Singapore Airlines Organisational Design and Structure

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  • Topic: Singapore Airlines, Airline, Malaysia Airlines
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  • Published : February 19, 2013
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Organisational Structure and Design

Content Page
S/NSubjectPage
1.0Introduction3-4
2.0Competitive Advantages4-5
3.0Organisational Changes6-7
4.0Organisational Design7-9
5.0SIA’s Organisational Structure10-11
6.0Recommendations12
7.0Conclusion13
8.0References14

1.0 Introduction
SIA started off with a humble beginning as part of Malayan Airways. In 1947, Malayan Airways operated services between Singapore, Kuala Lumpur, Ipoh and Penang. During 1972, where Malaysia -Singapore Airline (MSA) split in two entities, name Malaysian Airline System and Singapore Airlines. Since then, SIA has emerged as one of the top international airlines in the industry (SingaporeAirlines, 2012). SIA was ranked 17th in Fortune magazine’s list of most admired companies in 2007, the only airline to make it in the top 50. The company also consistently receives prestigious industry awards. SIA has never posted a loss on an annual basis, and has achieved substantial and superior returns in an industry plagued by intermittent periods of disastrous under-performance. From the very first days of SIA, several things were clear in the mind of the brand owner: the airline was determined to be a highly profitable brand, and the best airline brand in the aviation industry. SIA has managed to integrate elements of differentiation and cost leadership strategies. It is positioned as a premium carrier with high levels of innovation and excellent levels of service, and has made a clear strategic choice of giving priority to profitability over size. For ‘full service’ airlines and service organizations in general, delivering excellent service always come at a cost. SIA on the other hand has managed to deliver premium service to some of the most demanding airline customers, who have sky-high expectations, at cost that are within the range of those of budget carriers.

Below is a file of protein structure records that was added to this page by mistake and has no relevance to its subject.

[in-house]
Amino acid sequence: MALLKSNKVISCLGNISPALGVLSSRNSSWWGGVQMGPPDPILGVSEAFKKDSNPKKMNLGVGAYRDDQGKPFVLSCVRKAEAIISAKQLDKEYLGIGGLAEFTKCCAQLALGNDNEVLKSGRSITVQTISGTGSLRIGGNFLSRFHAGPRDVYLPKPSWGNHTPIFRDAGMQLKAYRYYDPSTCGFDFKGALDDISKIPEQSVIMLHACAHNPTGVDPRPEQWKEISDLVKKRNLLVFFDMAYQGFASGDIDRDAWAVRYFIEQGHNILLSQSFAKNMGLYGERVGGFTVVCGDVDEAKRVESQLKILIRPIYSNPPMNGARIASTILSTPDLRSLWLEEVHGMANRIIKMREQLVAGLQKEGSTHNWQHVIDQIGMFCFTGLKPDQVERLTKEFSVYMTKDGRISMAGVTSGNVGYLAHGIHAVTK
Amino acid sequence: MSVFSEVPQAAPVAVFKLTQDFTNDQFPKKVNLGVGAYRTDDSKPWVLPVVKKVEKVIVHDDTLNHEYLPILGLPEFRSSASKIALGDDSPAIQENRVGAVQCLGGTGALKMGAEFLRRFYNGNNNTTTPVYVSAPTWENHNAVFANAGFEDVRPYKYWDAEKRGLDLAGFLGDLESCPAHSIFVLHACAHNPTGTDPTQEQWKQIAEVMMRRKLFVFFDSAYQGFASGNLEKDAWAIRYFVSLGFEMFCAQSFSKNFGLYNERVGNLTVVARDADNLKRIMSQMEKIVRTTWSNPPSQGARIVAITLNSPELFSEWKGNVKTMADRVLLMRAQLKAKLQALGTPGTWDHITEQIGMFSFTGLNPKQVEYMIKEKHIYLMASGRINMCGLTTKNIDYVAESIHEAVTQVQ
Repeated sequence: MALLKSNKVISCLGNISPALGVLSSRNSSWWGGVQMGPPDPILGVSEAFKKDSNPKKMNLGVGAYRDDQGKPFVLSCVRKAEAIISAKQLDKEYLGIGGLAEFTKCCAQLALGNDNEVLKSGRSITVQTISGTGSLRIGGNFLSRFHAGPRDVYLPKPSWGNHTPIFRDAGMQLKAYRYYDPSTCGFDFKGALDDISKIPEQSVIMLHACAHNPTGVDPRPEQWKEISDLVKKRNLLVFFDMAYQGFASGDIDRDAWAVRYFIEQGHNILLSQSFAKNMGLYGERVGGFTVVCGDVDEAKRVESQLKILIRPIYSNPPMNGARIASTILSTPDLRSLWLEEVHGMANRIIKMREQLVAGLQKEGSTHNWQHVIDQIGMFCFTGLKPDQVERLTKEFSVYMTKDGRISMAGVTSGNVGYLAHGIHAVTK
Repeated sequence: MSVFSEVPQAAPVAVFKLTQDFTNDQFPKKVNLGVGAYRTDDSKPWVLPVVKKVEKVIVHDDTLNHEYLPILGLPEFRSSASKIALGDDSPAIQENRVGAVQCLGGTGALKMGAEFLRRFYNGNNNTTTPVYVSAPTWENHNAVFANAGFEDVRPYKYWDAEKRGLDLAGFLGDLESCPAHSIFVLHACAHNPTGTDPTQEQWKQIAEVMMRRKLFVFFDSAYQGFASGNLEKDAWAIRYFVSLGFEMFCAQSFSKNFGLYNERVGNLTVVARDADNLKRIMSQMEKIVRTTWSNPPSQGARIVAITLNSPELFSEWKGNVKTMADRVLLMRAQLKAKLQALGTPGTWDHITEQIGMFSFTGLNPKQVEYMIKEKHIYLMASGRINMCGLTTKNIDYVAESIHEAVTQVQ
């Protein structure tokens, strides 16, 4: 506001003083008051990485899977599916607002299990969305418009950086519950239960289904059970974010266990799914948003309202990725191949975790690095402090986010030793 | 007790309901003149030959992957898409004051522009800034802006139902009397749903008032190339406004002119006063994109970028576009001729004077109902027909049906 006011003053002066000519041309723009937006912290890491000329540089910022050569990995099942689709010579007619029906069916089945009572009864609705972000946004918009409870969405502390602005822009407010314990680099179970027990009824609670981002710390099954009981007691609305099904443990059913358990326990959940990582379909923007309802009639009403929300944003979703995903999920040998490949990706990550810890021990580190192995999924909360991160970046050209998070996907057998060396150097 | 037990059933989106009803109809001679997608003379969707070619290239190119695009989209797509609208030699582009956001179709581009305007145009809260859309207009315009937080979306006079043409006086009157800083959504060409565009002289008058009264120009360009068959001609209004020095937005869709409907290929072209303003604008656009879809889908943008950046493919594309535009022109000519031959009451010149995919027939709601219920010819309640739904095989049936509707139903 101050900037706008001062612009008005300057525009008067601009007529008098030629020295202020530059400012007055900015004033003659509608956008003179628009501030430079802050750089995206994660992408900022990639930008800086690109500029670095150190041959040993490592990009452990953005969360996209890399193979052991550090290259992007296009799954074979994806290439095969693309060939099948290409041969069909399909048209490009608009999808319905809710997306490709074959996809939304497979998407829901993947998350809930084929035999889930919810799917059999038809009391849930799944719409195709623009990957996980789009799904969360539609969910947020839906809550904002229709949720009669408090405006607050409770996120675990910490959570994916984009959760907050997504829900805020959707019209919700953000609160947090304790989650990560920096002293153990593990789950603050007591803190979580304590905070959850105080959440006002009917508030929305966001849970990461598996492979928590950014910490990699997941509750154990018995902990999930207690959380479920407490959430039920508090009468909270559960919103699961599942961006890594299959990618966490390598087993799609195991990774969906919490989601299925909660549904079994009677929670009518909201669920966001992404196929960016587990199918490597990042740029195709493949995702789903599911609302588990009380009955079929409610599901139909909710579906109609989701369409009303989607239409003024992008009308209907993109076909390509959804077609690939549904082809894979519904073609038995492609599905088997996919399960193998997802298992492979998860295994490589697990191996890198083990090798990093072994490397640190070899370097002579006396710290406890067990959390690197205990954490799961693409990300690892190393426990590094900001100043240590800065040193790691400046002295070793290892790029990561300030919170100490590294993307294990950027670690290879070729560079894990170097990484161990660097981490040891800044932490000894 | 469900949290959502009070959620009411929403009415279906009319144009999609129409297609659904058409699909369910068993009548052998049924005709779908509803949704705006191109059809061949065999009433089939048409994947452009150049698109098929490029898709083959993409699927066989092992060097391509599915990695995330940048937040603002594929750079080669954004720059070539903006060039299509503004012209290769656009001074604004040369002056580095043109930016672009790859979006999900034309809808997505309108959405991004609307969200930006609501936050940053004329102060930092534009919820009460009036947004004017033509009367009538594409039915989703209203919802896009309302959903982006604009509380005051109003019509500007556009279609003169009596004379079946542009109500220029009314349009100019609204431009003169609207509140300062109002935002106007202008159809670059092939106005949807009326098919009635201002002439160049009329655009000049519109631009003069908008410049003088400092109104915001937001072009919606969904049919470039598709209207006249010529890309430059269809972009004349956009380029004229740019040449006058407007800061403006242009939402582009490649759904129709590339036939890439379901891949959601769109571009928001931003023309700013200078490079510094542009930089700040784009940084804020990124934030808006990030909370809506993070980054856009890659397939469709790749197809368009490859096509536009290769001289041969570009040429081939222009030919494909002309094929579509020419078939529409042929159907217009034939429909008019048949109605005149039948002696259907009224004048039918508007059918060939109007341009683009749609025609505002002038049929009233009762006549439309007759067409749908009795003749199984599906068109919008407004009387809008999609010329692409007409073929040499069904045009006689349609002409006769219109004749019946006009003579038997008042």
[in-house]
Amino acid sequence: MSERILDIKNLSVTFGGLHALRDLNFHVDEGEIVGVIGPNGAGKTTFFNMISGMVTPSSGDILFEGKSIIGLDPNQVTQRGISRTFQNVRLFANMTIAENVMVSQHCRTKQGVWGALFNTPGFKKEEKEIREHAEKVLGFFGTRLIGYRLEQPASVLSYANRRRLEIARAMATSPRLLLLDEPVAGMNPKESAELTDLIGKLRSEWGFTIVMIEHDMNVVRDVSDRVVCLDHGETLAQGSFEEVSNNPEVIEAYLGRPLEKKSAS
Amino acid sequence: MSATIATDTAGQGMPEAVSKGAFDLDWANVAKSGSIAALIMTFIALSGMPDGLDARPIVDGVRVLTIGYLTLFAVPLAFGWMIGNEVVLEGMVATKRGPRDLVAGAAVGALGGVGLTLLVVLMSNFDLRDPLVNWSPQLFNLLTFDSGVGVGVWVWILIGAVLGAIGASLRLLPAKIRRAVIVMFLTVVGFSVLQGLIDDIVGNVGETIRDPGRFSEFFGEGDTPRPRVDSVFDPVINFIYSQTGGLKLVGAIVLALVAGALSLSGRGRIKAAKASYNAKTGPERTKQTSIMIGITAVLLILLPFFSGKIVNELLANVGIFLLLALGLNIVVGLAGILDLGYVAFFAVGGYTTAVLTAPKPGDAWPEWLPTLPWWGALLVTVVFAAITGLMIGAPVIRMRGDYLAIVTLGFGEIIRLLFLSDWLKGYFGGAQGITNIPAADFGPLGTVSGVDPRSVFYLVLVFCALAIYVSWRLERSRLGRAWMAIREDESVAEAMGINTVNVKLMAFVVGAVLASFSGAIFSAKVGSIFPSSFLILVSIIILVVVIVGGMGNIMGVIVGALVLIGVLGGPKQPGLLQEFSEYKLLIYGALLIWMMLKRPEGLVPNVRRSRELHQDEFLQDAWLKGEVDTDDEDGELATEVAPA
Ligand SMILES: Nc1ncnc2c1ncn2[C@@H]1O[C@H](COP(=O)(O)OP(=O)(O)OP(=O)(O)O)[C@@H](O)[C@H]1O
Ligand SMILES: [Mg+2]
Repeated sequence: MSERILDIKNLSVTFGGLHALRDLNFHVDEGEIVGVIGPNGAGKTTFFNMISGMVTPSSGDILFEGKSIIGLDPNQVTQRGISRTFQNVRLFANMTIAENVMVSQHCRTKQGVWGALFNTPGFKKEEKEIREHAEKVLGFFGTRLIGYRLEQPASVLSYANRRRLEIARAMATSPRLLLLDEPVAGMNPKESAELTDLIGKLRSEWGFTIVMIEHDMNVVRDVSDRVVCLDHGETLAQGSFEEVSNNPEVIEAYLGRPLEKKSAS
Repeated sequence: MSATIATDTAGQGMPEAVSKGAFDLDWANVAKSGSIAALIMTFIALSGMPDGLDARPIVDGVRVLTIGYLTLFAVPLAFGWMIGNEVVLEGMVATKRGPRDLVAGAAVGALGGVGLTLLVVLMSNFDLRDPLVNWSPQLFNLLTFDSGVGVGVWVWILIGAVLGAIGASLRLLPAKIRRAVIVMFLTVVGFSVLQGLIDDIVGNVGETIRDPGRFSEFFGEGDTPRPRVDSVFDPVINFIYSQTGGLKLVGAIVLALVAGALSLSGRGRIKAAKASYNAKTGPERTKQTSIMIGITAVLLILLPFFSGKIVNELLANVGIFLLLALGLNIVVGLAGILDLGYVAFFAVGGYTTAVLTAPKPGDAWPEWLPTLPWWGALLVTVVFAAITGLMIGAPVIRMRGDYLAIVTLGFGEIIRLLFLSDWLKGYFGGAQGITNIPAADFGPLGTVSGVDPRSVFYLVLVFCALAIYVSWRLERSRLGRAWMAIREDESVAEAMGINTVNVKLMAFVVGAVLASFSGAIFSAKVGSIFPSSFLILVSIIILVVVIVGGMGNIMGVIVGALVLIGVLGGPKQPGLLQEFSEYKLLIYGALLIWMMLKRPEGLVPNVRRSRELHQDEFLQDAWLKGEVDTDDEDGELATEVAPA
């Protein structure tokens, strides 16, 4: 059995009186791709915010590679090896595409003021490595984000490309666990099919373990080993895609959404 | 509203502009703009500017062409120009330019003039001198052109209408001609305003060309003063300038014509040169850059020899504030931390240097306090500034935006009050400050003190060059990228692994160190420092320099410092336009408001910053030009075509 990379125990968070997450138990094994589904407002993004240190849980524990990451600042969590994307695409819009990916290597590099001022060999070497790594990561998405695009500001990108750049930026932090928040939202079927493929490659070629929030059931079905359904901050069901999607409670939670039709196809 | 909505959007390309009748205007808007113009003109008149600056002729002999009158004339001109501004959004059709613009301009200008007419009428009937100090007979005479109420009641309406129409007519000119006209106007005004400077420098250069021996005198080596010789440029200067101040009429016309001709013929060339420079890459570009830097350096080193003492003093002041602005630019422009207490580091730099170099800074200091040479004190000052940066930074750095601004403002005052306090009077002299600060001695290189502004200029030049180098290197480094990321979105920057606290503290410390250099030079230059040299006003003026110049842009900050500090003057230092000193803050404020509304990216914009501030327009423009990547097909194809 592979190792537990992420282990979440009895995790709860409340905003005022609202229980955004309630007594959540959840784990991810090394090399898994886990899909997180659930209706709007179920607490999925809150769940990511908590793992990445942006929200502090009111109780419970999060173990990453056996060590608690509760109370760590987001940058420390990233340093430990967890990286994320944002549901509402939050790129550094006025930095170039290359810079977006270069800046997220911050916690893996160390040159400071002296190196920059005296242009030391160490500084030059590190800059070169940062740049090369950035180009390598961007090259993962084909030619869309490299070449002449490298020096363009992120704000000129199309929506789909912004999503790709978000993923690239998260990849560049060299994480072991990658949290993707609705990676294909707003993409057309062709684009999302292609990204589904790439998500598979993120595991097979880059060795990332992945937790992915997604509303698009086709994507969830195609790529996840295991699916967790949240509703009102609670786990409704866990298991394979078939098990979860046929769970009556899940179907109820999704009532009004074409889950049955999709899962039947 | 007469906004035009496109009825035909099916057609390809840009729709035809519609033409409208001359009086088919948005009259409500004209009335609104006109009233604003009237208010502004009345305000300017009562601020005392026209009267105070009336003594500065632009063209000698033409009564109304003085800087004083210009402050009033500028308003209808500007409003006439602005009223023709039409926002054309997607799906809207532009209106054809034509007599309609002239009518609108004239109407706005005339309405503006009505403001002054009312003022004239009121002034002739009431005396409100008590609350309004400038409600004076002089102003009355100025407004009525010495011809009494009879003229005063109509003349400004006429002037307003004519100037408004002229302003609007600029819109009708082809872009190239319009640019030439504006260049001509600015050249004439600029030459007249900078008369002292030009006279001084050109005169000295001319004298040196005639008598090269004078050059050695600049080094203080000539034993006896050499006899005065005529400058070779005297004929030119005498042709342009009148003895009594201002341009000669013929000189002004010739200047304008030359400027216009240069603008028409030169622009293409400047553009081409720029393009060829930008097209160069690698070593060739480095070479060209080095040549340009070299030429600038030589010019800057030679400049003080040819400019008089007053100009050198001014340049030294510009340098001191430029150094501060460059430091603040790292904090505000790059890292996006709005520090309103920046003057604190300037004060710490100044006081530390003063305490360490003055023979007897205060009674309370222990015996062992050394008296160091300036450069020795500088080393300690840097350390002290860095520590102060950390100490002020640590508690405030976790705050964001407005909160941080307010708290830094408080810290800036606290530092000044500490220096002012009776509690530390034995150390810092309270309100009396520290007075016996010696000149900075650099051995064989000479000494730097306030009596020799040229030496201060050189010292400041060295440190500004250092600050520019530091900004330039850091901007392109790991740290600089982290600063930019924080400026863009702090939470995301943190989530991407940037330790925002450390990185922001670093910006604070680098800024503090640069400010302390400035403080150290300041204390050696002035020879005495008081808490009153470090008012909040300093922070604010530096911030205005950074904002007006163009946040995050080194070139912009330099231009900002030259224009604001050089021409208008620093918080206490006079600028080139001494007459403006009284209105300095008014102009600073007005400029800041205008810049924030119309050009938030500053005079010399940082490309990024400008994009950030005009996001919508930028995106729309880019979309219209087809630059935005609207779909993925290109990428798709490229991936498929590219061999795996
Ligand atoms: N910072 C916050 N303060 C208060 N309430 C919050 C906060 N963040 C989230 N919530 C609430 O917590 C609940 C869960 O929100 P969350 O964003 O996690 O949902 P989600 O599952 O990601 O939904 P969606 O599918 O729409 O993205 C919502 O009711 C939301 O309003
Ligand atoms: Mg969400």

With such an outstanding performance achieved in the airline industry; consistently delivering premium service to the customer and create a strong brand reputation over the decades. We would examine and analyze the competitive advantage which include the strategies adopt, the organization activity (design), organization structure as well as the challenges towards organizational changes to compete with the competitors. In the last portion, we will make recommendation to improve the whole system. 2.0 Competitive Advantages

As we have mentioned early, SIA have successfully gained the competitive advantage with adopted differentiation and cost leadership strategies together and sustained over the long term. The three main components (strategies, design, and structure) are interrelated and contribute the success of the overall in the organization. Any of the component that is poorly execute, will affect the progress in the future. Hence, in this chapter, I would like to start with a brief summary of the competitive advantage achieved in Singapore Airlines. Source: L. Heracleous, J. Wirtz / Journal of Air Transport Management xxx (2009) 1-6

Next I would like take a step further of zooming the elements that constitute to the success of leading Singapore Airlines of achieving the dual strategy. Above we have identify the elements of differentiation and cost leadership strategies, now we will identify the element of the five pillars of SIA’s cost-effective service excellence at Fig.1 which is the vital portion that support to gained the competitive advantage. The purple colour circle highlight the five pillars of the activity system (organisational design) are rigorous service design and development; total innovation (integrating continuous incremental improvements with discontinuous innovations), profit and cost consciousness ingrained in all employees, holistic staff development, and reaping of strategic synergies through related diversification and world-class infrastructure (Heracleous, 2009)....
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